'Live from Antarctica' today at museum

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The public is welcome to participate in “Live from Antarctica” in Oak Ridge’s American Museum of Science and Energy at 2 p.m. today, Feb. 13, as PolarTREC researcher Alex Eilers performs the tagging of Weddell seals in the Ross Sea in Antarctica and discusses her research project.

The program will be in the museum’s auditorium.

Eilers, education manager at the Pink Palace Museum in Memphis, arrived in Antarctica on Jan. 7 and joined her PolarTREC (Teachers and Researchers Exploring and Collaborating) team members to learn more about the Weddell seals.

The group hopes to learn how the seals dive and forage for food during the winter, when days are shorter and there is more sea ice cover. Without this information, it is difficult to predict how seals will respond to changing environmental conditions.

By tagging the seals, Eilers and her PolarTREC team can collect ocean data and this information can be used to develop models to predict the role of the Southern Ocean in global climate processes.

Eilers presented a public program at museum in November 2011. The research she is part of will be ongoing through Feb. 20 in the Ross Sea in Antarctica.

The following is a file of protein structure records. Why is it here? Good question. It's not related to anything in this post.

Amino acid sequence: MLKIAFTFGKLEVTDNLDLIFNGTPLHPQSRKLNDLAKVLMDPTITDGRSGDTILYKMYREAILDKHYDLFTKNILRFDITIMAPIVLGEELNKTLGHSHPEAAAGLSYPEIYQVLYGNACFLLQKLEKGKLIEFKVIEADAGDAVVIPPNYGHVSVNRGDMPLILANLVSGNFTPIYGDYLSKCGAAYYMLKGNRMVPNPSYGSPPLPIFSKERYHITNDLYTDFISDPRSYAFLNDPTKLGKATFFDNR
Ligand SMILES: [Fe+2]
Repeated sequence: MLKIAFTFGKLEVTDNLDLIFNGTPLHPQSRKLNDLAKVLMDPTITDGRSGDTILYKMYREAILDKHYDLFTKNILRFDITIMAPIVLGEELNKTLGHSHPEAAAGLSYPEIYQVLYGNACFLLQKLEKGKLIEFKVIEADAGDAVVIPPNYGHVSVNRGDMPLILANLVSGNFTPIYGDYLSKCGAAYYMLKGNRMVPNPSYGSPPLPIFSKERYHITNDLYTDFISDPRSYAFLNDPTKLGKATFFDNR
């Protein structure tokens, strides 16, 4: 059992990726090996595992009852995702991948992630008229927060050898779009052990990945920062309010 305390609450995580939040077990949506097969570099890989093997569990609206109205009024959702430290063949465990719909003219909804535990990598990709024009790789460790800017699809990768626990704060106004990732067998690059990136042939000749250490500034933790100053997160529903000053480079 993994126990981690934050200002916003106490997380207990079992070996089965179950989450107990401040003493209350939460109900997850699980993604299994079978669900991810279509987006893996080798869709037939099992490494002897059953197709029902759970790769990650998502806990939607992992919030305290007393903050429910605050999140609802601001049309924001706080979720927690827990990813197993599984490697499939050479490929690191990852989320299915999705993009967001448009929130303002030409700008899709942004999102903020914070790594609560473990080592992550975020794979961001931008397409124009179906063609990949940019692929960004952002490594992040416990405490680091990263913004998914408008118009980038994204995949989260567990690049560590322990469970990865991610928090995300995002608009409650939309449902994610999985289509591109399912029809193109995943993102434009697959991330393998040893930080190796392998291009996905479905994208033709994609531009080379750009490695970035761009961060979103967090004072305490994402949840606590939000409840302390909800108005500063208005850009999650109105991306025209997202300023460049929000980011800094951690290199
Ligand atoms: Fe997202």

PolarTREC opens windows to cutting-age polar science for teachers, researchers, classrooms and the public.

Through Feb. 20, the public can follow Eilers via her interactive blogs and live webinars from Antarctica at www.polartrec.com.

Continue to explore the Antarctic environment and the working life of scientists on Earth’s coldest, highest, driest and windiest continent in the special exhibition, “Antarctica: Where Science is Cool,” through March 11 at the museum.

The exhibit allows the public to try on cold weather gear; view photographs, maps and graphs; use a computer interface and visit with a museum staff member who has worked on the southernmost continent.

Antarctica is a unique natural laboratory. Much of the research cannot be conducted anywhere else in the world.

Some of the topics studied include the regions substantial influence on current and past global climate, the ocean ecosystems, the ozone hole, glacial dynamics, astronomy, geology, physics and volcanoes.

 The American Museum of Science and Energy, at 300 S. Tulane Ave., is open from 9 a.m. to 5 p.m. Monday through Saturday and from 1 to 5 p.m. Sunday.

Admission is $5 for adults, $4 for ages 65 and older and $3 for ages 6-17; ages 5 and younger are admitted free.

Group rates are available for
20 or more with advance reservations.

For more information on museum membership, exhibits, programs and events, visit on www.amse.org

To schedule a group visit, call 865-576-3200.